The smartphone boom has carried all manufactures with growth for sometime. The consumer wants a phone that can connect to the web, primarily to Twitter, Facebook and other varieties of social networks. The consumer enjoys apps, they want a phone that can play Angry Birds but how much do they care about exactly what manufacture of device or OS? In the past the sales figures would suggest that the user is not too bothered by which device or OS. Standing in a mainstream mobile phone shop in the UK illustrates the current situation very well. There are two consumer types:
1. The "I must have xyz OS / Manufacture". These are typically people who enjoy technology and have researched their buying decision carefully.
2. The "I must have a phone that goes online". These people, quite probably the majority, listen carefully the sales persons advice and are wary of the shop trying to sell them the most expensive.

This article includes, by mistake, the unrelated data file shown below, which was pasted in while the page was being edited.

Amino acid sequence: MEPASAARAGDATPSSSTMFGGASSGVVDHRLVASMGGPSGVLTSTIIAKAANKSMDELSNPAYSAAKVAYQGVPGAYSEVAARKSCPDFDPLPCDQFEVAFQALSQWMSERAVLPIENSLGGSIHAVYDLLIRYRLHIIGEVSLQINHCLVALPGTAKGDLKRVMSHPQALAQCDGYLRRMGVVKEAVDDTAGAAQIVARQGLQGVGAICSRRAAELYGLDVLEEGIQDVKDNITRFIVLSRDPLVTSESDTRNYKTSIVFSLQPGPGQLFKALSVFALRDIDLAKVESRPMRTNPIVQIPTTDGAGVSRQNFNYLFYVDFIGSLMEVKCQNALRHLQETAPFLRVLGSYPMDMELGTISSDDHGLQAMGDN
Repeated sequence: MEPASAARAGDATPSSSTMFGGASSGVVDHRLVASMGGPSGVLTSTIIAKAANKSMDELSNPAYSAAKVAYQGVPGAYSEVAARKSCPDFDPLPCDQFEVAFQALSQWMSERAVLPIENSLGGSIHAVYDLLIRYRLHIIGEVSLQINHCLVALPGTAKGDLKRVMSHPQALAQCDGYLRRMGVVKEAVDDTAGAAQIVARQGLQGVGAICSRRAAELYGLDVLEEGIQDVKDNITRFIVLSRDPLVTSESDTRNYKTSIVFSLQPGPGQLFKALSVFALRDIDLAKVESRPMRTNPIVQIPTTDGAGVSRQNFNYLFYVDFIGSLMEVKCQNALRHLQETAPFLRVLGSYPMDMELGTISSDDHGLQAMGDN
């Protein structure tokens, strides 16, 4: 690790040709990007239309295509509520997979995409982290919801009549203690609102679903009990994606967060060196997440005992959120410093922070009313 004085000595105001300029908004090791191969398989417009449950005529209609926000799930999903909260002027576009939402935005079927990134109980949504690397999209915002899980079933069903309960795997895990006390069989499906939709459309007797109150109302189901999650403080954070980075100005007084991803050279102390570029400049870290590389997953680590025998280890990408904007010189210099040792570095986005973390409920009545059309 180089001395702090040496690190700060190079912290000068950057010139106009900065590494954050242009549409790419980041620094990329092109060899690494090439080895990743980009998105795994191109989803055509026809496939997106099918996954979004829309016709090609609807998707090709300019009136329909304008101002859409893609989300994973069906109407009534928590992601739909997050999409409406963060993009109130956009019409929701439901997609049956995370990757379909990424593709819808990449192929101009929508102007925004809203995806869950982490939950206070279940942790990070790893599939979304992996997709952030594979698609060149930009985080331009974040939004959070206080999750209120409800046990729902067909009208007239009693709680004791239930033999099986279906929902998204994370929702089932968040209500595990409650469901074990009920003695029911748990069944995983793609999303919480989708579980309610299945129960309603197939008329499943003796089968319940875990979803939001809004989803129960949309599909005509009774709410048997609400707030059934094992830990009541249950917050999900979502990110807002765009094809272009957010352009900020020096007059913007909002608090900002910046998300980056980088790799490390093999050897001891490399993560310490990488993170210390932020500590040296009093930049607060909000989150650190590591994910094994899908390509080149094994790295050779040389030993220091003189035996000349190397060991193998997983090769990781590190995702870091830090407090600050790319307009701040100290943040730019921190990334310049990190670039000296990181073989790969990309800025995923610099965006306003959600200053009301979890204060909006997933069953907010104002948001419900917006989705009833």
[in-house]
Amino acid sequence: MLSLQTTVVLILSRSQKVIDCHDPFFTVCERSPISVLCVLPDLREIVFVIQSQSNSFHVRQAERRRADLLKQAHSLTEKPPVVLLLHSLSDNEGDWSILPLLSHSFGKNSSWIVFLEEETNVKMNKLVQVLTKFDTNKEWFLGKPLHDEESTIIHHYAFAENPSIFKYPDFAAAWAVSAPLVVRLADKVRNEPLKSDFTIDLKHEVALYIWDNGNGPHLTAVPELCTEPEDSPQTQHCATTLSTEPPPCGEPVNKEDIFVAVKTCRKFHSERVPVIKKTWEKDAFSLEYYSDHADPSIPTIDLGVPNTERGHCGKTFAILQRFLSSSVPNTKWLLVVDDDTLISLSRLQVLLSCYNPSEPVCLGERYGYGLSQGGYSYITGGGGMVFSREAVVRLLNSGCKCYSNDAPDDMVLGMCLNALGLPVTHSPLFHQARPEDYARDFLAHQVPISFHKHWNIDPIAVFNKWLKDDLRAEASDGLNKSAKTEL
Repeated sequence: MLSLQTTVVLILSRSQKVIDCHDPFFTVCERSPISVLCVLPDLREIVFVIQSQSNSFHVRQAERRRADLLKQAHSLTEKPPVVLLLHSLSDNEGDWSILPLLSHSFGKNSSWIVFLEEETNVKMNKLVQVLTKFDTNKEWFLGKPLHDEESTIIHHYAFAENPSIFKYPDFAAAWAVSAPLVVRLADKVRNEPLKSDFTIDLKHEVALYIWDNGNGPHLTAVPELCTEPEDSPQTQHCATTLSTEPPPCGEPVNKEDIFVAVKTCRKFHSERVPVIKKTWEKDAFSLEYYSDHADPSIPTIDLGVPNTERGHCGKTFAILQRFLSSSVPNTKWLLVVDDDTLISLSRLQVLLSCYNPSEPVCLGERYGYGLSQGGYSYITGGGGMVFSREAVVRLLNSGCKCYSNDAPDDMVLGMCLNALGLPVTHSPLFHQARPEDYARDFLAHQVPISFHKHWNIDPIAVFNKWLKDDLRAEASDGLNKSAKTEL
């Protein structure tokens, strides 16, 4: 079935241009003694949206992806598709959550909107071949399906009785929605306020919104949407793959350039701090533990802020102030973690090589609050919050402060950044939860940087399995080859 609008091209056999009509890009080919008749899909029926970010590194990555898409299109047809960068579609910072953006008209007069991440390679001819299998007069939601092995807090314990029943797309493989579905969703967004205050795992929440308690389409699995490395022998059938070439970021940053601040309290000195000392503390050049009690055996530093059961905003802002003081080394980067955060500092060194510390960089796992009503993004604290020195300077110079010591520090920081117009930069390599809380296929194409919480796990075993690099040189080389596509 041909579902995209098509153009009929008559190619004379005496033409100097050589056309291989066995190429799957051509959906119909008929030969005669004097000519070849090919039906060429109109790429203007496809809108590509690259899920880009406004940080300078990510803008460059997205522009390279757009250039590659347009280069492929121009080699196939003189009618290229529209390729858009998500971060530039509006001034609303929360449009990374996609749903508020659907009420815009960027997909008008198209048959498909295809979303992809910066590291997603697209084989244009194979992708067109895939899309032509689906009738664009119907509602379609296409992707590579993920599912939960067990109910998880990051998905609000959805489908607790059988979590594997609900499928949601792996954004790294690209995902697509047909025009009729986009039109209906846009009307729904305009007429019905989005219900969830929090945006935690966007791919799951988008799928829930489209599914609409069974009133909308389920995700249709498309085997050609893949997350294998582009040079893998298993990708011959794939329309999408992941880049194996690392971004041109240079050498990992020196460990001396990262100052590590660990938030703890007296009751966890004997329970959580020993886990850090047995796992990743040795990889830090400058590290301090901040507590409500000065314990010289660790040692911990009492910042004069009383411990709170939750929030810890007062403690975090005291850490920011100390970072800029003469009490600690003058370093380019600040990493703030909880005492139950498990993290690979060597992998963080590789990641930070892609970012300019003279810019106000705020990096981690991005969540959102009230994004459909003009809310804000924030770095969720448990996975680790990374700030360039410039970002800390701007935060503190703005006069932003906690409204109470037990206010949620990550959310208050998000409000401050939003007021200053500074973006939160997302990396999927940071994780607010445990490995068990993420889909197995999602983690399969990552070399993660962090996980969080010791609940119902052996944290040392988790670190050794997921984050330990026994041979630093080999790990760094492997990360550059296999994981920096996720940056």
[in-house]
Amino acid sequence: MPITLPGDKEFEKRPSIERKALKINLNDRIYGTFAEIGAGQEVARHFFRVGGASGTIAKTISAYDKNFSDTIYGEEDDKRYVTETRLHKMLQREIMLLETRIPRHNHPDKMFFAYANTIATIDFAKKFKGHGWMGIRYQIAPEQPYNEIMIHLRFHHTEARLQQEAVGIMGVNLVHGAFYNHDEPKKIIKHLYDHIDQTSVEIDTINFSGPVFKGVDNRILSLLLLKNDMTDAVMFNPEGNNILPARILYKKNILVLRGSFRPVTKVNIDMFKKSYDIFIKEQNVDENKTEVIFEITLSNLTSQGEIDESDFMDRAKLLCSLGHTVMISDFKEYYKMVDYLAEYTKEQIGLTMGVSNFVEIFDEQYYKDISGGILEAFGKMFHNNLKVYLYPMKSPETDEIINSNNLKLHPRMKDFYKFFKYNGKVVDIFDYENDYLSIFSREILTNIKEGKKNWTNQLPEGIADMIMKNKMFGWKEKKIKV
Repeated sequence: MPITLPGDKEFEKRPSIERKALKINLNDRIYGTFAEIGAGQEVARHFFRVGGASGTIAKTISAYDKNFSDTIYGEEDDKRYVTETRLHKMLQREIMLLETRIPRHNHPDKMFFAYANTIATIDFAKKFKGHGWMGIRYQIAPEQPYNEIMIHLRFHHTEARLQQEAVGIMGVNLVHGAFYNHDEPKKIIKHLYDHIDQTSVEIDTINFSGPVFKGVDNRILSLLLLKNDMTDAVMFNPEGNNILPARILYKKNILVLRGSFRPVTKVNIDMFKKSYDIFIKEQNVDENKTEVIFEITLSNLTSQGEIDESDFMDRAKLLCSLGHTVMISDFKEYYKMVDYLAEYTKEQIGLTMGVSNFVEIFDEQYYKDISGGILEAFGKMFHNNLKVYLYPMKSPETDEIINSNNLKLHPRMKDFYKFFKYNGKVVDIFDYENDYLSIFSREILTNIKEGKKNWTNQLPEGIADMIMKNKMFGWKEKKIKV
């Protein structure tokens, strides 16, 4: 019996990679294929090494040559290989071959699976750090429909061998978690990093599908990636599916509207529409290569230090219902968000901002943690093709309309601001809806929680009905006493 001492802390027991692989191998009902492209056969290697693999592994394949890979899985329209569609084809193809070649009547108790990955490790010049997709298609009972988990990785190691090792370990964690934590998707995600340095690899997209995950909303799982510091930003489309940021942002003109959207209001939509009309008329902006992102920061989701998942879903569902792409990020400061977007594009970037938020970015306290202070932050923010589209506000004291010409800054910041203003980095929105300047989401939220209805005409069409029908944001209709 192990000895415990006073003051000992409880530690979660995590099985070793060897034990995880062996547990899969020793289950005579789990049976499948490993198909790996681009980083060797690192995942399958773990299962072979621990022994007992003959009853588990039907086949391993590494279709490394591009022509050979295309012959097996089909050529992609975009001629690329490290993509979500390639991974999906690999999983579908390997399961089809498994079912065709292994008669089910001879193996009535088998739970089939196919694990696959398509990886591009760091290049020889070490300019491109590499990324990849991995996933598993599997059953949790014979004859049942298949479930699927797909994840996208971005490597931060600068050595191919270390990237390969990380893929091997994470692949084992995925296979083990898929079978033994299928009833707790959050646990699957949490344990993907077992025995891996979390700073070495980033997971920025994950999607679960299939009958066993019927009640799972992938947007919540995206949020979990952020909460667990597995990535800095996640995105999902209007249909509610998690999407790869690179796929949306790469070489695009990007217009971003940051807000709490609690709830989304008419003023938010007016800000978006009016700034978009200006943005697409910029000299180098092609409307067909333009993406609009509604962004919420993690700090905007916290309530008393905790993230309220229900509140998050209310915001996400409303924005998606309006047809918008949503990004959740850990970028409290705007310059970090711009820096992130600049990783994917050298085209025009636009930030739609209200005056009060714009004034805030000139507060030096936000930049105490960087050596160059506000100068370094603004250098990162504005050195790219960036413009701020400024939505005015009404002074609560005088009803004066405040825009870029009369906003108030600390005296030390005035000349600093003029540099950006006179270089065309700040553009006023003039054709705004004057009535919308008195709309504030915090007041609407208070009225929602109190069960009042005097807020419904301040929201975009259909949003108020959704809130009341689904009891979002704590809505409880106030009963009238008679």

So category one will be driven by blogs, tech articles and their own experience. Category two are easy conversions for the sales person to earn the commission by selling an Android phone. Its an easy sell - not the most expensive but does everything the most expensive does (the iPhone).
This impact coupled with the confusing direction Nokia have taken and the below benchmark standard devices that RIM pedal the most recent sales data is no shock.
In Q1 2011 Nokia has nose dived, and RIM have shown the first drop in sales since at least Q3 2007. The manufactures driving Android forwards are booming, take a look at Samsung and HTC their growth rate is competing with Apples growth rate.
This year will be an interesting time in the smart phone land, if RIM and Nokia don't get a move on, their game could well be over.